James Renner Looks Back on His True Crime Career (and Ahead to Less Morbid Mysteries)
James Renner will eat a hat at CrimeCon.
For both of you who haven’t heard the recent Missing Maura Murray podcast episode optimistically titled “Wrangling Renner,” let me fill you in:
After receiving criticism that MMM showrunners Tim Pilleri and Lance Reenstierna had thrown Renner softballs during his previous appearances and facing Renner’s departure from the genre, they invited him back to answer the tough questions their listeners demanded.
One of those questions involved Renner’s skepticism of Karen McNamara’s (known to some as Witness A) eyewitness account that placed Haverhill PD police SUV 001 nose-to-nose with Maura’s Saturn at the scene of the February 9, 2004 accident from which Maura disappeared. To many, this eyewitness testimony lends credibility to a widespread theory that goes like this: Haverhill police conspired to murder Maura, dispose of her body, and engage in a cover-up that has lasted more than thirteen years. Why? To hide the fact that the driver of 001 -- Haverhill Chief of Police Jeffrey Williams -- was driving the cruiser while intoxicated.
During the episode, Renner asserted that McNamara’s memory had been influenced by former private investigator John Smith during his work on the case. So confident was Renner that he declared he would “eat a hat” if presented with proof that McNamara’s original statement provided the same information as the account she gave after meeting with Smith. Within a week, an April 2005 email surfaced in which McNamara provides an early account to investigating officers.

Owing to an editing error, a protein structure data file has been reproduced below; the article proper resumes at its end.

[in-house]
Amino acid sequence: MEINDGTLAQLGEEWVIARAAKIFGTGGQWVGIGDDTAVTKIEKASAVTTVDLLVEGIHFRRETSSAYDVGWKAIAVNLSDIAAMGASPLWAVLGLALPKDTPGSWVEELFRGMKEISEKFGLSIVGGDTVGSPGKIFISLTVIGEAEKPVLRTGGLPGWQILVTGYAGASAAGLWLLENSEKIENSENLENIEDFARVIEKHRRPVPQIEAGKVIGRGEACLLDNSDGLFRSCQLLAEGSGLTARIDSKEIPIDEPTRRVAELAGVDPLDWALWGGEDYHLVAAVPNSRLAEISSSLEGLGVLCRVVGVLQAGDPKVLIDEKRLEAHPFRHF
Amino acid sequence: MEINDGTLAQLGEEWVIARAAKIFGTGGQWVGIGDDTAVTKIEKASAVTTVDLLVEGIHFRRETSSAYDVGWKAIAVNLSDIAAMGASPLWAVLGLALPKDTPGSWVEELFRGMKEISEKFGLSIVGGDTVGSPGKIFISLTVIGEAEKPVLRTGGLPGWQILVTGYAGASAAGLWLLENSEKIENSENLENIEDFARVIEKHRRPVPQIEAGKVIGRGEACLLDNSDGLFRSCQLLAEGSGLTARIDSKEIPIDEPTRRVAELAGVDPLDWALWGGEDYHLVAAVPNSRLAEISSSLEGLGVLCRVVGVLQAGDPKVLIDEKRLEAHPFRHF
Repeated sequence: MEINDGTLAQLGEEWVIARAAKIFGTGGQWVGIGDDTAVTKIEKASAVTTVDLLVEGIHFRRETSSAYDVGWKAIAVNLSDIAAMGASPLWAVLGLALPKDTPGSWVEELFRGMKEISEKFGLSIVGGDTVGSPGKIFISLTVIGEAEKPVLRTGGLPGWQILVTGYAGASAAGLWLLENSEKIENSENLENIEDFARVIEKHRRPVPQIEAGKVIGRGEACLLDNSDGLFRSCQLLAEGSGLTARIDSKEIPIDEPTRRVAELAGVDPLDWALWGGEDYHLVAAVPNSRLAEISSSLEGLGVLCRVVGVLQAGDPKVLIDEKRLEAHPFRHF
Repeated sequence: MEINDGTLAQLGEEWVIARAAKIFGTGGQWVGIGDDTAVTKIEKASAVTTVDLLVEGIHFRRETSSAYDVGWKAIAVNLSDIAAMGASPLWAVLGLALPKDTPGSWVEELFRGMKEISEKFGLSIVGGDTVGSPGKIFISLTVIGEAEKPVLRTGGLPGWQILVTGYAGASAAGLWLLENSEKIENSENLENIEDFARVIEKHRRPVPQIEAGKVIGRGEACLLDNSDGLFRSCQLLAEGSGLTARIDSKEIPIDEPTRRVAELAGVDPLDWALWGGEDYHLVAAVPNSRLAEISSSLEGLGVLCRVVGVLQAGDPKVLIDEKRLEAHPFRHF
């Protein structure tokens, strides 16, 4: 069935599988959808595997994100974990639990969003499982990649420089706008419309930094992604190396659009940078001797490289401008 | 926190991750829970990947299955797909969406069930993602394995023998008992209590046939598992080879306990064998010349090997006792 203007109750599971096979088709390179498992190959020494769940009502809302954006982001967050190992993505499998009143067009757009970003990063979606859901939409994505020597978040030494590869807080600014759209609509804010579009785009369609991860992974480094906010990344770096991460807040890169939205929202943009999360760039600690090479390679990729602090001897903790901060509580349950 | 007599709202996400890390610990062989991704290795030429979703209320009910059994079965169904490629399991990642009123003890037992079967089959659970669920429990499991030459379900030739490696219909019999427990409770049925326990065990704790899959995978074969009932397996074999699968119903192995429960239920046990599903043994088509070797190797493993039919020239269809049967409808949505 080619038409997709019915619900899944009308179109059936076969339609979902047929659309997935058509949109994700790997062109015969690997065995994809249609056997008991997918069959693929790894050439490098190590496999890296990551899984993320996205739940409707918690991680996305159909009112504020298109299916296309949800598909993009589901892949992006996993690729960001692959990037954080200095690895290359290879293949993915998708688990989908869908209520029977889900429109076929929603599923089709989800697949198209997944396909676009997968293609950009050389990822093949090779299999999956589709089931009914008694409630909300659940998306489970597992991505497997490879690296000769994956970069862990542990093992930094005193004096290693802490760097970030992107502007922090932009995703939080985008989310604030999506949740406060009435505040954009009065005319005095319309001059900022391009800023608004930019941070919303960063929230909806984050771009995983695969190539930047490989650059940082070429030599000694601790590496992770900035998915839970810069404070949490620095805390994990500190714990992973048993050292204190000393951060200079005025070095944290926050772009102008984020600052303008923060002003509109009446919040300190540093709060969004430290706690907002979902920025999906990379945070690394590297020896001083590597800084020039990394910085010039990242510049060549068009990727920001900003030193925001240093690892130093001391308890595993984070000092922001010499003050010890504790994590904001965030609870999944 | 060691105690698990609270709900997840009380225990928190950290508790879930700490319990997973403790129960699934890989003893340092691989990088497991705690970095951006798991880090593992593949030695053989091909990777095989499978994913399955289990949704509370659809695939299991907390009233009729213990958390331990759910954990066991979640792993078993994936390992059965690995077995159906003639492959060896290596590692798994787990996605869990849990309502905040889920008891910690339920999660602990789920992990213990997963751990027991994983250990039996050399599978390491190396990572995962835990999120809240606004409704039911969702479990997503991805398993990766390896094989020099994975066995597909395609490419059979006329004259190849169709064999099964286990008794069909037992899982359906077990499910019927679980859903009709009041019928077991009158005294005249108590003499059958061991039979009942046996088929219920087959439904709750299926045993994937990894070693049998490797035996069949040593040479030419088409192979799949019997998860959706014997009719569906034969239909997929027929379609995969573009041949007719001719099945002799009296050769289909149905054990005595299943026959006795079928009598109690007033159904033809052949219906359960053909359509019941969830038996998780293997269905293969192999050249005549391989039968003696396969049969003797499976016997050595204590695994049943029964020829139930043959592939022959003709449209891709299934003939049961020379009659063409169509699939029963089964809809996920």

If you ask me, the details in the email still don't demonstrate a consistent version of events. For his part, Renner still seems unconvinced as well. But he is a man of his word.
“I don’t know how I’m gonna do it, but I will eat a hat,” he says with a determined grin that reads much more ‘amused’ than ‘embarrassed’ as he hints that there may be Fruit Roll-Ups involved. “And I’ll do it at CrimeCon.”
Now that's a session that’ll draw crowds.
Readers, we’ve been getting along swimmingly since I joined CCHQ, so I’ll be honest with you: while James Renner has his detractors, I am not one of them. Still, it would be difficult to write about Renner without acknowledging that his aggressive investigative methods and sometimes sensational interpretation of evidence have made him a polarizing figure in the true crime community.